Geneticist Tamara Casparyâ€™s laboratory has a recent paper in the journal Development showing how a developing mammalian embryo can correct a mispatterned neural tube over time. Former Genetics + Molecular Biology graduate student Chen-Ying Su, now a postdoctoral fellow at the Fred Hutchinson Cancer Research Center in Seattle, is the first author of the paper.
A molecule called â€œSonic Hedgehogâ€ is needed for proper patterning of the brain, spinal cord and eyes â€“ it provides signals to the cells in the embryo, telling them what to become. Mutations that enhance Sonic Hedgehog signaling can lead to neural tube defects, some of the most common birth defects in humans, while those that diminish it can lead to holoprosencephaly,Â malformations of the brain and face. However, the majority of neural tube defects such as spina bifida do not come solely as a result of genetics â€“ doctors think that getting enough (and possibly, not too much) of the B vitamin folic acid can prevent most of them.
Red = motor neuron precursor, green = later motor neuron marker
Mutation of Arl13b causes expansion of motor neurons (B and J)
Later deletion causes temporary expansion (C), corrected two days later (K)
Su and her colleagues examined mouse development in a situation where patterning of the neural tube is disrupted for a short time, because of a deletion in a gene (Arl13b), which helps to carry out Sonic Hedgehogâ€™s instructions.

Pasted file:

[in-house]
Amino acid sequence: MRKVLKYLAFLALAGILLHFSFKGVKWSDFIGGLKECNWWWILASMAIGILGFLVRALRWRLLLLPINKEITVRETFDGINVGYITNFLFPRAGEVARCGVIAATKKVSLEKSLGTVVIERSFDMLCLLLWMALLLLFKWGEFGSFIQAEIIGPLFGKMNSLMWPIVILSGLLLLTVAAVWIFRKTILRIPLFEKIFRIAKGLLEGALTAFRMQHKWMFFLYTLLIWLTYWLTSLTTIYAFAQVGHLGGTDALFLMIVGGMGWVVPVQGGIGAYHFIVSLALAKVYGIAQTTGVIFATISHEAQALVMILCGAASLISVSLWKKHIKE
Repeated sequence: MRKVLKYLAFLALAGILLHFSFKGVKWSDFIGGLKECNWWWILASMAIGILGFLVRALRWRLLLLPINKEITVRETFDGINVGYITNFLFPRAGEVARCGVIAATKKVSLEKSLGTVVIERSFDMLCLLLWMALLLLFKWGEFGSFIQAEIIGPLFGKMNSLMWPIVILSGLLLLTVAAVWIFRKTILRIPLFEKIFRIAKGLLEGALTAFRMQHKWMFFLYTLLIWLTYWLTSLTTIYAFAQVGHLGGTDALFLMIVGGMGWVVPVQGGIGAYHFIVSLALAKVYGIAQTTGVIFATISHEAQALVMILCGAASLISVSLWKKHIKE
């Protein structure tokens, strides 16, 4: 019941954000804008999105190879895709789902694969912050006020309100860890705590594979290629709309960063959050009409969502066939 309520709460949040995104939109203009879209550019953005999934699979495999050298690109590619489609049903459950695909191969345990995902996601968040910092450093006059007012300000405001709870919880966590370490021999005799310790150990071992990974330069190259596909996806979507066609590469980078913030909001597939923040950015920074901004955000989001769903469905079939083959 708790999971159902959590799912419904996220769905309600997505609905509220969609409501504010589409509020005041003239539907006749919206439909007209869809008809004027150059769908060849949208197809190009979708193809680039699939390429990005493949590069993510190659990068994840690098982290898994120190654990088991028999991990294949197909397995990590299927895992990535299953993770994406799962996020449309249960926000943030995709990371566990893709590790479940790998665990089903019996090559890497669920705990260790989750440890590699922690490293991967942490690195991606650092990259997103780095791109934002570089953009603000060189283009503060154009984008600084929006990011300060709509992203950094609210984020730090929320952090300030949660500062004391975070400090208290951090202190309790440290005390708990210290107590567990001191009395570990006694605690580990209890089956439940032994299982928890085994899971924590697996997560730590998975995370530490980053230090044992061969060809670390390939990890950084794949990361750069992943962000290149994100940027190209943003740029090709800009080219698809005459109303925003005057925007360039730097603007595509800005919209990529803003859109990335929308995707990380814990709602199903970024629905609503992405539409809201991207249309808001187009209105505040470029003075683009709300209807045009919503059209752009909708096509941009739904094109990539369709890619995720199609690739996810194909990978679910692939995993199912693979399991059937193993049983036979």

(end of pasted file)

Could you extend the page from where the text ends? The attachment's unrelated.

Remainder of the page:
If Arl13b is not working starting from the beginning of development, embryos have an expansion of motor neurons, at the expense of other types of cells. The mutation leads to an open neural tube as well as abnormal eye, heart and limb development. However, if the deletion of Arl13b occurs on the ninth day, the embryo can recover proper patterning over the next few days. Mouse pregnancies last roughly three weeks.
Caspary says that while the relationship between Hedgehog signaling and neural tube defects is complicated, her labâ€™s recent work â€œdoes help define the time window during which we could non-surgically correct neural tube defects in utero.â€
â€œIn addition, it points to the importance of what we call “plasticity”- that cells can make incorrect decisions and correct them if still in a competency window, much like we think of adolescence,â€ she says. â€œIt hints at the promise of stem cell research, that cells might be coaxed into other fates even though they start expressing tissue-specific markers. And it shows that the embryo is still much better at it than we are in a tissue culture dish.â€
Posted on October 17, 2012
by Quinn Eastman